Few of the residents in London, but chiefly those in the quieter streets, have not been aroused and most frequently in the evening by a hurly-burly on each side of the street. An attentive listening will not lead any one to an accurate knowledge of what the clamour is about. It is from a mob or school of the running patterers, for both those words are used, and consists of two, three, or four men. All these men state that the greater the noise they make, the better is the chance of sale, better still when the noise is on each side of the street, for it appears as if the vendors are proclaiming such interesting or important intelligence, that they were vieing with one another, who should supply the demand which must ensue. It is not possible to ascertain with certitude what the patterers are so anxious to sell, for only a few leading words are audible.

One of the cleverest of running patterers repeated to me in a subdued tone his announcements of murders. The words “Murder,” “Horrible,” “Barbarous,” “Love,” “Mysterious,” “Former Crimes,” and the like could only be caught by the ear, but there was no announcement of anything like “particulars.” If however, the “paper” relate to any well-known criminal, such as Rush, the name is given distinctly enough, and so is any new or pretended fact. The running patterers describe, or profess to describe, the contents of their papers as they go rapidly along, and they seldom or ever stand still. They usually deal in murders, seductions, crim-cons, explosions, alarming accidents, assassinations, deaths of public characters, duels, and love letters. But popular or notorious murders are the “great goes.” )

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From the Dictionary of Nautical, University, Gypsy and Other Vulgar Tongues first published in 1859.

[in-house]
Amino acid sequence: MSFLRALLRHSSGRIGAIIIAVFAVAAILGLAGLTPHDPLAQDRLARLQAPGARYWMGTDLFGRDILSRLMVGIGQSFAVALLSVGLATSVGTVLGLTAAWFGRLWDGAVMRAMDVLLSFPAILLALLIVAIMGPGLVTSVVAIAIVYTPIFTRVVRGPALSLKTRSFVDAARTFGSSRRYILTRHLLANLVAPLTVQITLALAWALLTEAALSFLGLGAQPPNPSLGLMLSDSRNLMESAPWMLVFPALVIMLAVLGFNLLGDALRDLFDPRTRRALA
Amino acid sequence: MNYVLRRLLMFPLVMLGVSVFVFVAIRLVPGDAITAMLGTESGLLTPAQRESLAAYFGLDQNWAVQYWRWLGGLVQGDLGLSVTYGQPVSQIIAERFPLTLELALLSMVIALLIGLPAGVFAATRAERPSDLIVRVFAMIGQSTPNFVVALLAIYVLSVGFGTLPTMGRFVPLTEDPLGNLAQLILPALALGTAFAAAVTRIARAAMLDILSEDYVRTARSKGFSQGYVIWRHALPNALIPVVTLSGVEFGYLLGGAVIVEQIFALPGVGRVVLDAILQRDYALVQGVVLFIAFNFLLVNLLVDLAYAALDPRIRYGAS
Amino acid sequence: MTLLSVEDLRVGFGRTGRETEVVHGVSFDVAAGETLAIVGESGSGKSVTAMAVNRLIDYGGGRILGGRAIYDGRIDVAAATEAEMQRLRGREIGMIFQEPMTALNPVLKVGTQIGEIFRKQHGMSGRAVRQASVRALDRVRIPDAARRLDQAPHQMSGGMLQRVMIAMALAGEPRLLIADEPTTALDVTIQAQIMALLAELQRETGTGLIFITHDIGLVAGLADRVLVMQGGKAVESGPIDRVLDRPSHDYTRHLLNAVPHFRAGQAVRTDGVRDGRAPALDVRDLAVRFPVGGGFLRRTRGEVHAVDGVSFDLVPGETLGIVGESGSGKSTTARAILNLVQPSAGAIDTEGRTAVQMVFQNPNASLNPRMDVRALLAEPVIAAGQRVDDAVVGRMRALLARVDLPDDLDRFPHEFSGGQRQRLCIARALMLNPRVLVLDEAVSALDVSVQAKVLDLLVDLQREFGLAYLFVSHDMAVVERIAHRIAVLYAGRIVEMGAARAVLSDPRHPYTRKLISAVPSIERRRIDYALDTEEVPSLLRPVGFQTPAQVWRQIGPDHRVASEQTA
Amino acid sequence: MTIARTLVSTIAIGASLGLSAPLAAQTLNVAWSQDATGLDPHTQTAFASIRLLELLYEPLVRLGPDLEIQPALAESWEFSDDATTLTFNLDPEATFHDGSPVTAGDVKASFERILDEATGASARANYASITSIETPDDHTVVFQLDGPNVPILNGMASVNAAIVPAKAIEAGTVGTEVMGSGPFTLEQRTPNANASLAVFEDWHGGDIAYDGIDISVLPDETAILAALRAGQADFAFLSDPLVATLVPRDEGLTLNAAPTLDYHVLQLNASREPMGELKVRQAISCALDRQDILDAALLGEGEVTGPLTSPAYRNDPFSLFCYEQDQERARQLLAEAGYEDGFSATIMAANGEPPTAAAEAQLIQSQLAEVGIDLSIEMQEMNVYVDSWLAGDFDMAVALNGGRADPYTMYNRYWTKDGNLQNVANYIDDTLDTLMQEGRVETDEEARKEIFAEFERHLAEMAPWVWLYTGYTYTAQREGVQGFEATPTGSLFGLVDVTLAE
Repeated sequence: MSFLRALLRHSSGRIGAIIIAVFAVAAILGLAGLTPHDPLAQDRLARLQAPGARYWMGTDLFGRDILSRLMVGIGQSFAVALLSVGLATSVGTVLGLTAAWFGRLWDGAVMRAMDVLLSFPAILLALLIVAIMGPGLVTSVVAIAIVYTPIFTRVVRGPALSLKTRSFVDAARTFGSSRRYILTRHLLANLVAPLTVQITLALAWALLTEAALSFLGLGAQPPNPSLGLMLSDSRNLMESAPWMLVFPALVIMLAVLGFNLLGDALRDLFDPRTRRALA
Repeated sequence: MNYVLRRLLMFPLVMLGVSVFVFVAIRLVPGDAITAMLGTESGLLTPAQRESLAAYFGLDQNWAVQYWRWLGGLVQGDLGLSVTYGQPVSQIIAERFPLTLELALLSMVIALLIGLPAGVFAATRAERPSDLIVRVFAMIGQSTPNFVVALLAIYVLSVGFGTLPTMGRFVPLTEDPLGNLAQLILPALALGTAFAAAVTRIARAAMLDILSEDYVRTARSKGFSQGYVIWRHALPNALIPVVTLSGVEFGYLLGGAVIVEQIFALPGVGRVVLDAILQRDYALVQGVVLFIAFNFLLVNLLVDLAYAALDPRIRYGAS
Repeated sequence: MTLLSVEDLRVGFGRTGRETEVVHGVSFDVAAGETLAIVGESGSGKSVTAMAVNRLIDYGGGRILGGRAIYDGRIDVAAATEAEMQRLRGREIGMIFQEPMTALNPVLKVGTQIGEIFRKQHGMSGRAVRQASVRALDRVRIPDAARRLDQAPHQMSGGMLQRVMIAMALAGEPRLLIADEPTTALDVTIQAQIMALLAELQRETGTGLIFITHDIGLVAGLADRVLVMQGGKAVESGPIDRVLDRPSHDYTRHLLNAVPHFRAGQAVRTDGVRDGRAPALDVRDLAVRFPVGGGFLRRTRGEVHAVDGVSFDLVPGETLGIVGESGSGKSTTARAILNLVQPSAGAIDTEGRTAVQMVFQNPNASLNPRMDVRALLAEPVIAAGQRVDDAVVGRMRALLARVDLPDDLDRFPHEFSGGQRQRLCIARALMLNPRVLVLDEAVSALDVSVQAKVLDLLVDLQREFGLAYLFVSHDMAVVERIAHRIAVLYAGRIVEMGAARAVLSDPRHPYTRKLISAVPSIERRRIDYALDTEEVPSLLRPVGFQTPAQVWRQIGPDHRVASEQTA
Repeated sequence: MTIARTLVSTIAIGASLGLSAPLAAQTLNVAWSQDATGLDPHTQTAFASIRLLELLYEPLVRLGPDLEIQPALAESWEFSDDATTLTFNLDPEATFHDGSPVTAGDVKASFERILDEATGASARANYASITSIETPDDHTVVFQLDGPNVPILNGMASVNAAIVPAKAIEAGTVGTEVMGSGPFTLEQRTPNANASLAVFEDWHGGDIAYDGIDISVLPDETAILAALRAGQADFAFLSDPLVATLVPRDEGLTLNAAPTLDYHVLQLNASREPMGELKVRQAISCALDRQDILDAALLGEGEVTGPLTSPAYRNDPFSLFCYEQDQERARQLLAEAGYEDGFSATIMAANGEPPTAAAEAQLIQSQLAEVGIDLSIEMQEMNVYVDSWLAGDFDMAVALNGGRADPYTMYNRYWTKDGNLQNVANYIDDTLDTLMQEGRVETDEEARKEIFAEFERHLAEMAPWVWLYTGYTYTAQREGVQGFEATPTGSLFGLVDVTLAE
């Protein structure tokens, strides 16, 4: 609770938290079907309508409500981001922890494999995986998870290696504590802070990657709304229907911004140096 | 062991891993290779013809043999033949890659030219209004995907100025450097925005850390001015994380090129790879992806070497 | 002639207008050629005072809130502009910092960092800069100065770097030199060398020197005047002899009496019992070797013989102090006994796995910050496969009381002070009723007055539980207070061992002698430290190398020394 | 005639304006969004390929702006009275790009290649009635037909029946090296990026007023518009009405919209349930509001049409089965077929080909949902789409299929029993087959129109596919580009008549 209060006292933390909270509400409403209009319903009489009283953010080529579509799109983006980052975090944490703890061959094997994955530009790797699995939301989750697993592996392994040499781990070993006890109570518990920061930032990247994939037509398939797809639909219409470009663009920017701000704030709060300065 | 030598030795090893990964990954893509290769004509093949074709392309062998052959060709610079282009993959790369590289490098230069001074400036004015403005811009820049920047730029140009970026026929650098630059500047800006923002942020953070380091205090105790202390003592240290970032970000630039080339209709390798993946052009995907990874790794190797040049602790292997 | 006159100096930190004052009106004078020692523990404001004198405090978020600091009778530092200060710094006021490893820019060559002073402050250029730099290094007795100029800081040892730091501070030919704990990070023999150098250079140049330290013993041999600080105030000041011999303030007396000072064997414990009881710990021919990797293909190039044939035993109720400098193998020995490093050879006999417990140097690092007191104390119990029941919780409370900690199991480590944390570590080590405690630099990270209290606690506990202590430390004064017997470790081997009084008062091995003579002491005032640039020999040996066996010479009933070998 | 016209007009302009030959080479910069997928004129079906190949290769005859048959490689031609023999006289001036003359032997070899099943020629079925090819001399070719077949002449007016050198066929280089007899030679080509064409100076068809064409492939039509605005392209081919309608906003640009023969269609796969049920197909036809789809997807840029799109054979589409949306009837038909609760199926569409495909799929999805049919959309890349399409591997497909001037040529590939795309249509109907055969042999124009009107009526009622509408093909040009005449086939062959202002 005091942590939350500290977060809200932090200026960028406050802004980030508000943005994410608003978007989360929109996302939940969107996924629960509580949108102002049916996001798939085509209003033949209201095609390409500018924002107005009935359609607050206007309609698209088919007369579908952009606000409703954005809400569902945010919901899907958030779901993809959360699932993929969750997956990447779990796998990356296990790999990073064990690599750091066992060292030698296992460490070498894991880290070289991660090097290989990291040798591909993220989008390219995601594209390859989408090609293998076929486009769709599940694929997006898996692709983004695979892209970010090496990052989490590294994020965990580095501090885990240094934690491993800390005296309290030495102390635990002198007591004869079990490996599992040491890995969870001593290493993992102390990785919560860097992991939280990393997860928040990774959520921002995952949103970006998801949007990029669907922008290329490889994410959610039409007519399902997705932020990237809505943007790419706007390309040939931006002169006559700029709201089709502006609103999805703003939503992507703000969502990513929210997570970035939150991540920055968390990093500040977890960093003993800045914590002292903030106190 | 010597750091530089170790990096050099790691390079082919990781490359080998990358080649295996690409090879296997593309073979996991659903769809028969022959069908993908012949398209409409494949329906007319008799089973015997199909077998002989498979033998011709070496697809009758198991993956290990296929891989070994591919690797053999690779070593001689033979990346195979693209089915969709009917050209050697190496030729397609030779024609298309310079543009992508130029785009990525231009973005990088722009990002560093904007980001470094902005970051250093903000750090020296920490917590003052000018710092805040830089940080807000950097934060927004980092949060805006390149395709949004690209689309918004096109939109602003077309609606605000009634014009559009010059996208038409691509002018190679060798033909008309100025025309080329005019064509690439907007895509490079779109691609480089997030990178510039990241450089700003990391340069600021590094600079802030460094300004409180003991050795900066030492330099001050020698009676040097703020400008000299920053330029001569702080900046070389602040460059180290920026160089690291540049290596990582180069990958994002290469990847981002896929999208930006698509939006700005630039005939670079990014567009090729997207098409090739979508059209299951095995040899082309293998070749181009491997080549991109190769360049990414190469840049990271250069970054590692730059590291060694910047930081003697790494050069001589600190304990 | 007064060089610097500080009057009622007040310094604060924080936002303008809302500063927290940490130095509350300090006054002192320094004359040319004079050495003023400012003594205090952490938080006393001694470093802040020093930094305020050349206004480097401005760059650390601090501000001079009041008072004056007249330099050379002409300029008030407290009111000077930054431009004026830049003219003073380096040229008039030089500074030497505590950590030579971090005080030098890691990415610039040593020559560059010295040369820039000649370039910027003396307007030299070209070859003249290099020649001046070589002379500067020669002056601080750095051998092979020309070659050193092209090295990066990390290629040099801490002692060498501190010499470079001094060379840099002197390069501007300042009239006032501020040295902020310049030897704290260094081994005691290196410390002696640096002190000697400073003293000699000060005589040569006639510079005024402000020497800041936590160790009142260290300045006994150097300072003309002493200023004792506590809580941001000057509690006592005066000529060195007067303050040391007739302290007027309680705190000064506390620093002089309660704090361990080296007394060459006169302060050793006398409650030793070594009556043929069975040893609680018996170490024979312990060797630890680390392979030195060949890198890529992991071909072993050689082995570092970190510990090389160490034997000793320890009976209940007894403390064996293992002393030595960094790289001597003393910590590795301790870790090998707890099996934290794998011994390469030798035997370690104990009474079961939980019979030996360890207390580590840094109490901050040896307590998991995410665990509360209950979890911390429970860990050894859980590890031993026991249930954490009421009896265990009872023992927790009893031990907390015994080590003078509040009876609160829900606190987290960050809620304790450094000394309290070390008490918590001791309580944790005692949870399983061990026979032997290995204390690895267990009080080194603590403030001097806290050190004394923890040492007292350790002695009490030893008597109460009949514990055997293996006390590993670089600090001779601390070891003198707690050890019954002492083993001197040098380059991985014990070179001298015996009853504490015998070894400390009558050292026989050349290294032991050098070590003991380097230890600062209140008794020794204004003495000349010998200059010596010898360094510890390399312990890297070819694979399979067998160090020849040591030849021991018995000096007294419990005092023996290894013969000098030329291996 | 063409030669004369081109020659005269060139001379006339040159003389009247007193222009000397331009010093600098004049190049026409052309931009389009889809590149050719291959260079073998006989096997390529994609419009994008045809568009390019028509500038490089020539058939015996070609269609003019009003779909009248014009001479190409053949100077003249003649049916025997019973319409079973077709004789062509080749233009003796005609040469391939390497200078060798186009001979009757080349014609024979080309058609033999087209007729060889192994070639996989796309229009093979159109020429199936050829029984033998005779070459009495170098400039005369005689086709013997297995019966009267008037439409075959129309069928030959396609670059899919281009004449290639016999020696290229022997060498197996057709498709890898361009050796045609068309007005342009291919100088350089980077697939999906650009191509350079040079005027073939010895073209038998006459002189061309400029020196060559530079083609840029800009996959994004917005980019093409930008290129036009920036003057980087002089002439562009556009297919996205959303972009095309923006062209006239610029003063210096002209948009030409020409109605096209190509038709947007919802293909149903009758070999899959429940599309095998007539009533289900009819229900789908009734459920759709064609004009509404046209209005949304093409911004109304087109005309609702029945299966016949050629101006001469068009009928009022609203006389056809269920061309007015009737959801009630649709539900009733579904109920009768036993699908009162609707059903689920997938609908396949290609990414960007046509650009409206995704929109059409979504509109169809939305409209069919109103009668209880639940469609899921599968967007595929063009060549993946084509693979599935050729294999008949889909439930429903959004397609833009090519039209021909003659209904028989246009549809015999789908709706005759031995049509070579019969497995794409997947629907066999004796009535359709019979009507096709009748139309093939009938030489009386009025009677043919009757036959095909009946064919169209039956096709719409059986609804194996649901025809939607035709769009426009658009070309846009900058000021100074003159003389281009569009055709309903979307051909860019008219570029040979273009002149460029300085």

Snake...Scales?

Snake…Scales? (Photo credit: Pipistrula)

Scaly: shabby, or mean. Shakespeare uses Scald, an old word of reproach.

(I’m pretty sure Scaly has always been an insult. Except among ichthyologists and herpetologists.)

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From the Dictionary of Nautical, University, Gypsy and Other Vulgar Tongues first published in 1859.

Counterfeit Money

Counterfeit Money (Photo credit: Chris Yarzab)

Schofel: bad money. See Show-Full.

Show-Full: Bad money. Mayhew thinks this word is from the Danish, Skuffe, to shove, to deceive, cheat: Saxon, Scufan, whence the English, Shove.  The term, however , is possibly one of the many street words from the Hebrew (through the low Jews): Shephel, in that  language, signifying a low or debased estate. Chaldee, Shaphal. See Psalm exxxvi. 23. “in our low estate.” A correspondent suggests another very probably derivation , from the German Schofel, trash, rubbish, the German adjective, Schofelig, being the nearest possible translation of our shabby.

(Hmmm, I think his “correspondent” is probably right. The German seems the most likely. Interesting that there are so many possibilities.)